I’m Over on Lee Mather’s Journal Today…

I’m over on Lee Mather‘s journal today, being interviewed regarding Brutal Light and other writerly topics. I’m covering some ground here not covered anywhere else, so be sure to check it out!

Gary W. Olson is the author of the dark fantasy novel Brutal Light and several previously published and forthcoming short stories. He can be found via his website, his blog A Taste of Strange, as @gwox on Twitter, and in many other far-flung places on the Internet.

I’m Over on RJ Sullivan’s Blog Today…

I’m guest blogging on RJ Sullivan‘s blog today, nattering on about “The Story Behind Brutal Light”, wherein I tell the epic tale of how I pulled together enough neurons to write a novel, all the failed previous attempts, and how chucking most of that previous work helped me write the book published today. Do stop by and natter at me!

Gary W. Olson is the author of the dark fantasy novel Brutal Light and several previously published and forthcoming short stories. He can be found via his website, his blog A Taste of Strange, as @gwox on Twitter, and in many other far-flung places on the Internet.

The Source of My Ideas

I know where my ideas come from.

They come from the murky insides of my head, from the hole where I pour all the things I read and watch and think about. There are things that have been added recently, and things that have been fermenting for as long as I can recall. Many of these things have been in the soup so long all rememberance of where they came from before have eroded away, or become grossly distorted. Many of these things have combined with other things, becoming something else entirely.

They can see out of the hole. They know what’s going on, out in the Cartesian Theater where my illusion of consciousness and control hangs out, working the controls of the body. Sometimes, when something flashes across the stage, it draws these things. Makes them want to come out.

Other times, I have to reach in and haul them out, whether they’re done fermenting or not. The best bits are never quite ready for their showtimes… but I pull them out anyway. They come out in my words and my stories. In truth, they are also still in the hole, looking for new things to join to, to congeal with, and to ferment in.

That’s where my ideas come from. That’s why I read the strange things I love to read, knowing that even if I never consciously use what I read, it will still be down there, somewhere, becoming something else. Something that will one day come, willing or not, into words and light.

30 Days of Writing #29-30: Think About Writing? Tag Writer You Like?

29) How often do you think about writing? Ever come across something IRL that reminds you of your story/characters?

It comes up fairly often, as in several times a day. I could be thinking about details of a particular character either on the way to or coming back from my day job. I could think of a plot twist during a meeting. I could be trying to get to sleep when I start thinking of a setting, only to not be able to get to sleep because I want to think about it some more. It just keeps coming.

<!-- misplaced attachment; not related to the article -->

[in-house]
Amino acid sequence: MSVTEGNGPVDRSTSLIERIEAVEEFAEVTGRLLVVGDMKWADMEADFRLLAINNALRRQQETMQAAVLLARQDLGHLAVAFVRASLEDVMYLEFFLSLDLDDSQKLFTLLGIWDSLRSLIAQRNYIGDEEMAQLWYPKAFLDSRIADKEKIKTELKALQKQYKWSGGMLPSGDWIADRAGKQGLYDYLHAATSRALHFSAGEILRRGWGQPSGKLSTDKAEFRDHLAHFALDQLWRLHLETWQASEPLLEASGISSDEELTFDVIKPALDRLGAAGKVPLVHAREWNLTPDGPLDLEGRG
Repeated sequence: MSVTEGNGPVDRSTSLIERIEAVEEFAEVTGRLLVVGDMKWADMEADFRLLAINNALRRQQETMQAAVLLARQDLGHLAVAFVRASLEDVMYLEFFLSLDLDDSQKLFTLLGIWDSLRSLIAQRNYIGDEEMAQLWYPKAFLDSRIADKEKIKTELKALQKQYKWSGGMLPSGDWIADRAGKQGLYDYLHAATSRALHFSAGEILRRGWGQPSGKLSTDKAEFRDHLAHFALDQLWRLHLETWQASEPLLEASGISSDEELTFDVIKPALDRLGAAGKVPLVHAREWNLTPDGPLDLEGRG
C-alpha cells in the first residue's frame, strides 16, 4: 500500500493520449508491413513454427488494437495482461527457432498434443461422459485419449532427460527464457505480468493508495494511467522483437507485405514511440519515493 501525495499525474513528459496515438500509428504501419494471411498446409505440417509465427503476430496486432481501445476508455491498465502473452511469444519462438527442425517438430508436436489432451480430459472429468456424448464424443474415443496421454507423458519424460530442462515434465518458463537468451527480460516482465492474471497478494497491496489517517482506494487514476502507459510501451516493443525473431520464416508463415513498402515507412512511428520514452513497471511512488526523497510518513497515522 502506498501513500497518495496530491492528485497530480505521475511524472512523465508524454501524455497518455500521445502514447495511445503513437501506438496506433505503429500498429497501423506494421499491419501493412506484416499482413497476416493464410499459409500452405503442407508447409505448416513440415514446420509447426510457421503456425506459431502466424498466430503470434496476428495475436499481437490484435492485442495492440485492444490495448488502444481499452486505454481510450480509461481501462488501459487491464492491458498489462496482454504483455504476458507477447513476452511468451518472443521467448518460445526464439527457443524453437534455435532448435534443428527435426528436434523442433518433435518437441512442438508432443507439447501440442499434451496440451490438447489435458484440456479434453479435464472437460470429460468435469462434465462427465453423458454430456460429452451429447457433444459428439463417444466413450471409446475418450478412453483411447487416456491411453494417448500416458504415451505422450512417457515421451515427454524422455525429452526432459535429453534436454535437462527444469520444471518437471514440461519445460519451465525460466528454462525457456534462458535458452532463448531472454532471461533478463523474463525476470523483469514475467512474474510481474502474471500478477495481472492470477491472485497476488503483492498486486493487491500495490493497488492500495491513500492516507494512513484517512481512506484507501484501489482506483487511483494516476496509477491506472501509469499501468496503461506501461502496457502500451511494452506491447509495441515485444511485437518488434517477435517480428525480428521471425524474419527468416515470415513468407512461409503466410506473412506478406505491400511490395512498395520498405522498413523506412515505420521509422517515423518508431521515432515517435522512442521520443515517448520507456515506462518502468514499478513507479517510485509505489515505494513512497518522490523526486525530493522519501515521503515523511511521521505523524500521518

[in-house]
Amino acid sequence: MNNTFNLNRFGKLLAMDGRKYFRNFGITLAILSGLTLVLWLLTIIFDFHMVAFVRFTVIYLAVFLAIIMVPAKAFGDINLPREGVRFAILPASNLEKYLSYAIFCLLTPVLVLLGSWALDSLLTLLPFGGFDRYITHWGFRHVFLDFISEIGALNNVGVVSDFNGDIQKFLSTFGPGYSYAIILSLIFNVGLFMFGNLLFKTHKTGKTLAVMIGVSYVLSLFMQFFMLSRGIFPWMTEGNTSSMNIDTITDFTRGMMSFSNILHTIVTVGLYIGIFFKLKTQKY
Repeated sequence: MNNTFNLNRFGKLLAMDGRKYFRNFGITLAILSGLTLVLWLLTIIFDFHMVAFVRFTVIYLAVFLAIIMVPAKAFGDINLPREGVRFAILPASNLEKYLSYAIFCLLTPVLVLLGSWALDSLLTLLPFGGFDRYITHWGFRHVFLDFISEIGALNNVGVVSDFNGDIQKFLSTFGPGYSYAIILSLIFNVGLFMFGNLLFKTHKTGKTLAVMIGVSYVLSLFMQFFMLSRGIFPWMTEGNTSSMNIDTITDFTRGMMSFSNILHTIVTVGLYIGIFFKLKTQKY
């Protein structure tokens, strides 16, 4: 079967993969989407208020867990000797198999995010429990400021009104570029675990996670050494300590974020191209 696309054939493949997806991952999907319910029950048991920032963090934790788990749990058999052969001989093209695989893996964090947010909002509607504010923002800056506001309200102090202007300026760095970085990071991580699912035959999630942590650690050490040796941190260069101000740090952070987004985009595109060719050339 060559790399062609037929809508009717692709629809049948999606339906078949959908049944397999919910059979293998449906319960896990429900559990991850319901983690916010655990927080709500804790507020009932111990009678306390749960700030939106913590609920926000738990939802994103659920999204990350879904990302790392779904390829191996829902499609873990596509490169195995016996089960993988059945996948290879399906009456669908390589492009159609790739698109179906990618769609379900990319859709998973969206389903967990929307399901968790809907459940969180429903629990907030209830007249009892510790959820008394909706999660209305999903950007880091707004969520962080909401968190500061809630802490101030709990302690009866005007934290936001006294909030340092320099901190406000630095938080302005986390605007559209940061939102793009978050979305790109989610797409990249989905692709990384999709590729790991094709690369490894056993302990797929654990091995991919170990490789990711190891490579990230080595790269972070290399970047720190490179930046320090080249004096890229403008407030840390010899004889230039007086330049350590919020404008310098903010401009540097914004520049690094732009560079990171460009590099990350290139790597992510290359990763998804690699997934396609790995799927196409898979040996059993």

As far as In-Real-Life reminders of my writing… I want to say yes, because I’m sure it’s happened before, but I can’t summon any specifics right now.

(You know what? This ’30 Days’ thing is almost over, so I’m just gonna answer the last thing so I can move on to something different in this blog.)

30) Final question! Tag someone! And tell us what you like about that person as a writer and/or about one of his/her characters!

Right. Imma taggin’ Eric Burns-White, who some of you may know as the guy behind Websnark. I first met Eric through our mutual Superguy connections, and as we both wrote for that list, I came to be more and more impressed with his storytelling skills, the clarity of his prose, and the depth of his characters. (Even moreso on rereading that material, ten years or so later–it stands up extremely well.) The projects he worked on after moving on from Superguy showed his tremendous worldbuilding ability–when I earlier, in answer to another question, admitted I needed to work on that aspect of my work, I was thinking of Eric’s skill at this as the thing to aspire to. He makes it look easy, even though we both know it ain’t!

(This ends the 30 Days of Writing. Please tip your waitress on the way out.)

30 Days of Writing #12: Best Job of Worldbuilding?

12) In what story did you feel you did the best job of worldbuilding? Any side-notes on it you’d like to share?

I’ve in the past not been a disciplined worldbuilder, preferring to feel my way along as I write and see what falls out of my head over nailing things down ahead of time. This has sometimes worked well–in Brutal Light, my answer to this question–but oftentimes it has come back around to bite me, forcing significant additional revision time. I’m working on changing that in my upcoming projects–the short story sequence set in a remote jungle location on what may or may not be another world, for instance, is something I’m very aware I have to put a lot of extra pre-writing worldbuilding effort into. My next novel project, Minions, will also require some considerable forethought, though more of it will be left to ‘discovery.’

That said, I don’t think Brutal Light would have been as strong a novel if I’d tried to get things lined up right at the start. Some projects are just like that. In this case, it was the end result of years of thinking about stories like it, and iterations of working on previous attempts at novels and even some of my Superguy material. It had spent so much time incubating that, had I tried anything like formal worldbuilding, I might never have stopped, and might never have gotten around to writing the actual book.